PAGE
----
Firstly, people claim they use it to talk to their friends. The problem they are missing is that friends don't reside on the internet. Internet friends are for people too stupid, ugly or fundamentally unlikeable to have real friends. The noted difference between MySpace friends and real friends is that doing stuff with real friends involves talking to them, perhaps in a bar or pub, whereas doing stuff with MySpace friends involves sending complex and stupid smileys across cyberspace because you've realised that beyond a common liking of "music", everyone in your online group actually has nothing to say to the others.

Secondly, people can use MySpace to align themselves with new bands in order to pretend that they knew them before they were famous. This whole process has become the scourge of the indie music scene over the last few months, to the point that if NME need a new pretty-boy soft-punk cover band for their increasingly desperate-looking magazine, they simply search MySpace for the page with the most friends, and offer the bunch of slack-jawed oxygen thieves the search throws back a photo shoot and video.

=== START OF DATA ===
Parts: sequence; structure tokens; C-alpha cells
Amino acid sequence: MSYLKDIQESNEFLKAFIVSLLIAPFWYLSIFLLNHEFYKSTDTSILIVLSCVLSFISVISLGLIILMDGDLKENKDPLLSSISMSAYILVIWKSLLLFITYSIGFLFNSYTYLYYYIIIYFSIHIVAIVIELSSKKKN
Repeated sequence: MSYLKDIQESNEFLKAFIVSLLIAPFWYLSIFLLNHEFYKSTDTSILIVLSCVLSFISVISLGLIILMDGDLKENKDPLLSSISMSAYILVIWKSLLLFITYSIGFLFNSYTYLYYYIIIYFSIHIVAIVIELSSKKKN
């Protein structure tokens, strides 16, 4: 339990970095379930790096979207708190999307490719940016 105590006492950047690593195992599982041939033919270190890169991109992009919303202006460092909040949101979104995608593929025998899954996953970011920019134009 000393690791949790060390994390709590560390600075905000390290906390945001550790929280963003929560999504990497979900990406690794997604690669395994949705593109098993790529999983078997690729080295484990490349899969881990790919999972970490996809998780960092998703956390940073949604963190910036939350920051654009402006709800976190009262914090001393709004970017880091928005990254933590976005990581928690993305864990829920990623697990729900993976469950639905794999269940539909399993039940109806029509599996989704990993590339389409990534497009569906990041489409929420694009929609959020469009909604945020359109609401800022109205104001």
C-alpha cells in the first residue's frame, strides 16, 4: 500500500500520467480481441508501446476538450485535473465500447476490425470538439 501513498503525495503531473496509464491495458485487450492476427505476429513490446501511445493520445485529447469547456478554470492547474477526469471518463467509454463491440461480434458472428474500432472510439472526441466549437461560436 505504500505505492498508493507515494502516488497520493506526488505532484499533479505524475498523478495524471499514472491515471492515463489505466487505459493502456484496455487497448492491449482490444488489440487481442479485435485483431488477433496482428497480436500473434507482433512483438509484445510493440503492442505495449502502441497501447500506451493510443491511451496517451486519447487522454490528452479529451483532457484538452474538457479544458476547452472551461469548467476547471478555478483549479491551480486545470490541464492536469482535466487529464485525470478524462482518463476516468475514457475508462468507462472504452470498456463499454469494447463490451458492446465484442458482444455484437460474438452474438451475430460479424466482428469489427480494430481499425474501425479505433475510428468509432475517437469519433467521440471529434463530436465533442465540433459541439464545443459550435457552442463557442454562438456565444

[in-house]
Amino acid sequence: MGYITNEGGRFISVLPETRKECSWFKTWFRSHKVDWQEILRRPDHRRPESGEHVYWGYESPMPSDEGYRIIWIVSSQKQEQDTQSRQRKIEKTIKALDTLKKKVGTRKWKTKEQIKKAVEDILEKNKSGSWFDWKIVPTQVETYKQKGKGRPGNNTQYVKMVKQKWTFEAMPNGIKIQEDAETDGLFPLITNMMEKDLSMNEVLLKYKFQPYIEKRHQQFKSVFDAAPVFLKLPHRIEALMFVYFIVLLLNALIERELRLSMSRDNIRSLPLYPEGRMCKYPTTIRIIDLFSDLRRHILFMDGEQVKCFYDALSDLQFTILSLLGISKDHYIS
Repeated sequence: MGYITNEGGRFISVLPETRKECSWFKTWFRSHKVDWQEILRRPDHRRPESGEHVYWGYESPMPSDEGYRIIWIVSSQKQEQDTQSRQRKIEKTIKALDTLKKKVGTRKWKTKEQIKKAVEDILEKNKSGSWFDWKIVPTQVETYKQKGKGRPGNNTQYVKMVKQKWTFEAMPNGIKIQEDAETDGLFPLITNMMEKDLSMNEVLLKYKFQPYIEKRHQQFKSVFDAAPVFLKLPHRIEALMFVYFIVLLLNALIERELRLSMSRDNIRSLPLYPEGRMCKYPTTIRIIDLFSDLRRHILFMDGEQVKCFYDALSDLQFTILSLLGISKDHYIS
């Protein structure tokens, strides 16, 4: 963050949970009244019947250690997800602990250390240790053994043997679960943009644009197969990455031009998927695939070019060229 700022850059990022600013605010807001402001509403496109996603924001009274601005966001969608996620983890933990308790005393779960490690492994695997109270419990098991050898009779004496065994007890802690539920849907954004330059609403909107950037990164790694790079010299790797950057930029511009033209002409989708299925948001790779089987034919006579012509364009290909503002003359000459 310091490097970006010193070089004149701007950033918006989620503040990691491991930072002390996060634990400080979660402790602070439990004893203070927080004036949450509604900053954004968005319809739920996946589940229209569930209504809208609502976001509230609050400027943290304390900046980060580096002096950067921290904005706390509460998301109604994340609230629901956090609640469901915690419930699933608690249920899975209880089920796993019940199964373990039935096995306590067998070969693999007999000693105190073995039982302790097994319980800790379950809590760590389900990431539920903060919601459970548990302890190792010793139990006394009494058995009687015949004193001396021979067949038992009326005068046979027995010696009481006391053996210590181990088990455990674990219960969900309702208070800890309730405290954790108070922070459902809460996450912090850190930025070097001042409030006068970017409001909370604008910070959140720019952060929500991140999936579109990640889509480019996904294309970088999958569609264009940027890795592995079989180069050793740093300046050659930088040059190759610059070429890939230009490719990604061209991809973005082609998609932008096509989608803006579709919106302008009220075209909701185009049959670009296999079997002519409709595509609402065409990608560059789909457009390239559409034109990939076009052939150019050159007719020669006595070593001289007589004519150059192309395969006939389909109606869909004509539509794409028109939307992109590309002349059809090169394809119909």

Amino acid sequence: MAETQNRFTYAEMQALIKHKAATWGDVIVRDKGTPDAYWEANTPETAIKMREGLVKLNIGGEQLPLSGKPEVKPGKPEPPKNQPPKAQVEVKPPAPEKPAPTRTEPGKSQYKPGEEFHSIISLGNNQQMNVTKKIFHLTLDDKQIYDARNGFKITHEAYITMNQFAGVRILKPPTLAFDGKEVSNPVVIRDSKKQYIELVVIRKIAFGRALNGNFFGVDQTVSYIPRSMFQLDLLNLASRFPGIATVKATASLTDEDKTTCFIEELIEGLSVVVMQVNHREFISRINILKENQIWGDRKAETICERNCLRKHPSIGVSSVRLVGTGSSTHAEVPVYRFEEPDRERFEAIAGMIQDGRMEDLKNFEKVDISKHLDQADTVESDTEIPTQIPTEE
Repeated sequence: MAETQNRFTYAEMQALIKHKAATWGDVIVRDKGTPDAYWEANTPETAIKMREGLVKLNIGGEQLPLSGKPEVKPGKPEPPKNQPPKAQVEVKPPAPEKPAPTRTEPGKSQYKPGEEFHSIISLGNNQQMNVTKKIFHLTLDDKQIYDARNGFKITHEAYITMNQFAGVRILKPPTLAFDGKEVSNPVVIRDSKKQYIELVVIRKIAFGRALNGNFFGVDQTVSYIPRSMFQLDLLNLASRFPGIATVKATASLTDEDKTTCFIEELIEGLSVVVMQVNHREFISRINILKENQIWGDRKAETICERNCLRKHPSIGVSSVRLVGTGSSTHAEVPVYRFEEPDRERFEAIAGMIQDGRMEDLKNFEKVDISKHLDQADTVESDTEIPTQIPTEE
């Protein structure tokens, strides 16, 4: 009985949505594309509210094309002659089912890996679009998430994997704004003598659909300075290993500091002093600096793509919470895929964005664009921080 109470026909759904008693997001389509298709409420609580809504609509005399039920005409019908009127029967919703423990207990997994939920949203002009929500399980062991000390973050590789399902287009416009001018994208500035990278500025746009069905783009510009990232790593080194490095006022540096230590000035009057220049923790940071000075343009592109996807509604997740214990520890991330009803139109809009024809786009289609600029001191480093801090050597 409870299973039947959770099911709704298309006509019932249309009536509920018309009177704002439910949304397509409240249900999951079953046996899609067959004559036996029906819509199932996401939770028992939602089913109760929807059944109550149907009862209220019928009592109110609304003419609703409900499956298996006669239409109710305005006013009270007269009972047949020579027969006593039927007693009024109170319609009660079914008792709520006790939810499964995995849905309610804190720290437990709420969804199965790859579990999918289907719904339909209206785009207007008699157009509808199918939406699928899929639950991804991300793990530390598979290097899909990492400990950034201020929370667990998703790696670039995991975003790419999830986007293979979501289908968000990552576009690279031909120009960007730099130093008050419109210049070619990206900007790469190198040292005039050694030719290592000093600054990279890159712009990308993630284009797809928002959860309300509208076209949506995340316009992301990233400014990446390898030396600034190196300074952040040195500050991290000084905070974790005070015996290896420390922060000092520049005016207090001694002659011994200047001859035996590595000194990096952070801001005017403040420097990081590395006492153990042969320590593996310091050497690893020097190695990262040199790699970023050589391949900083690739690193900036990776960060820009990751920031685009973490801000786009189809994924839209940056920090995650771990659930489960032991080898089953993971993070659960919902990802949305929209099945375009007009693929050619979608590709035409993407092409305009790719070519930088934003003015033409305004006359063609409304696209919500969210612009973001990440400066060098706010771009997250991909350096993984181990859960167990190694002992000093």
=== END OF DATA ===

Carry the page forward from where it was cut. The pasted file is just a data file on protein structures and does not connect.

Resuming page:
This glorification of the online band scene has resulted in a mass creation of emotionless, emo claptrap unheard of since the days when grunge was cool. At least when the nation's youth took it upon themselves to become the next Kurt Cobain, they usually only bothered their parents and neighbours with their incessant tuneless racket. But now, as with most things in life, the internet means that life isn't that simple anymore.

Perhaps there is some good in MySpace somewhere. Friki has to admit that on occasion, it has read the odd worthwhile blog (the ones set up to document the Hurricane Katrina disaster by people left behind in office buildings spring to mind), so by extension, there has to be some good in MySpace somewhere. Sadly, the sheer omnipresence of cack MySpace pages being bandied about the world wide web like an opium harvest on the turn forces Friki not to bother searching for them. To attempt would be like looking for a needle the size of an atom in a haystack the size of the universe, armed only with a shovel and a pair of mittens.

Summary

Perhaps the most damning indictment of the MySpace movement can be found in the fact that Jacques Villeneuve set up a MySpace page for his recent, and comical, foray into the French-Canadian popular music scene.

Friki rests its case.